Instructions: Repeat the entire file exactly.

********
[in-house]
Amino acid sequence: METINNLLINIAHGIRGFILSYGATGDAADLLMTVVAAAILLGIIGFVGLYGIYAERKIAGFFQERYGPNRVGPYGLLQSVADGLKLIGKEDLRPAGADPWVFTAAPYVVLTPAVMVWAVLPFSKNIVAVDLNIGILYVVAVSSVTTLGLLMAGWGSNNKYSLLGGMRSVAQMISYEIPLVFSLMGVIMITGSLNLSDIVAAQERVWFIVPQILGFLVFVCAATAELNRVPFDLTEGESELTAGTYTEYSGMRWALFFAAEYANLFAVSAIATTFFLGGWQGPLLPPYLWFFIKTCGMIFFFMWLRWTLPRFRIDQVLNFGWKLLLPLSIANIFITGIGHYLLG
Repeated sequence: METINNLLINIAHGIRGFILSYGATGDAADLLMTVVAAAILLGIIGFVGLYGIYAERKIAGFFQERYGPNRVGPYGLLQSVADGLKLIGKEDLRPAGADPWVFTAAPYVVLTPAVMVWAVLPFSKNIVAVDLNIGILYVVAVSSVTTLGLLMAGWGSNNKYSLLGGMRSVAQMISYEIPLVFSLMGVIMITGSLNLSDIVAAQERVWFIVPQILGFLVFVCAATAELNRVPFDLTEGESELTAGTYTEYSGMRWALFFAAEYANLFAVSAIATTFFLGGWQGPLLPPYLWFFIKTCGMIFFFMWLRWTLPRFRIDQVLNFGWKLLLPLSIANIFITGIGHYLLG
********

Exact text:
[in-house]
Amino acid sequence: METINNLLINIAHGIRGFILSYGATGDAADLLMTVVAAAILLGIIGFVGLYGIYAERKIAGFFQERYGPNRVGPYGLLQSVADGLKLIGKEDLRPAGADPWVFTAAPYVVLTPAVMVWAVLPFSKNIVAVDLNIGILYVVAVSSVTTLGLLMAGWGSNNKYSLLGGMRSVAQMISYEIPLVFSLMGVIMITGSLNLSDIVAAQERVWFIVPQILGFLVFVCAATAELNRVPFDLTEGESELTAGTYTEYSGMRWALFFAAEYANLFAVSAIATTFFLGGWQGPLLPPYLWFFIKTCGMIFFFMWLRWTLPRFRIDQVLNFGWKLLLPLSIANIFITGIGHYLLG
Repeated sequence: METINNLLINIAHGIRGFILSYGATGDAADLLMTVVAAAILLGIIGFVGLYGIYAERKIAGFFQERYGPNRVGPYGLLQSVADGLKLIGKEDLRPAGADPWVFTAAPYVVLTPAVMVWAVLPFSKNIVAVDLNIGILYVVAVSSVTTLGLLMAGWGSNNKYSLLGGMRSVAQMISYEIPLVFSLMGVIMITGSLNLSDIVAAQERVWFIVPQILGFLVFVCAATAELNRVPFDLTEGESELTAGTYTEYSGMRWALFFAAEYANLFAVSAIATTFFLGGWQGPLLPPYLWFFIKTCGMIFFFMWLRWTLPRFRIDQVLNFGWKLLLPLSIANIFITGIGHYLLG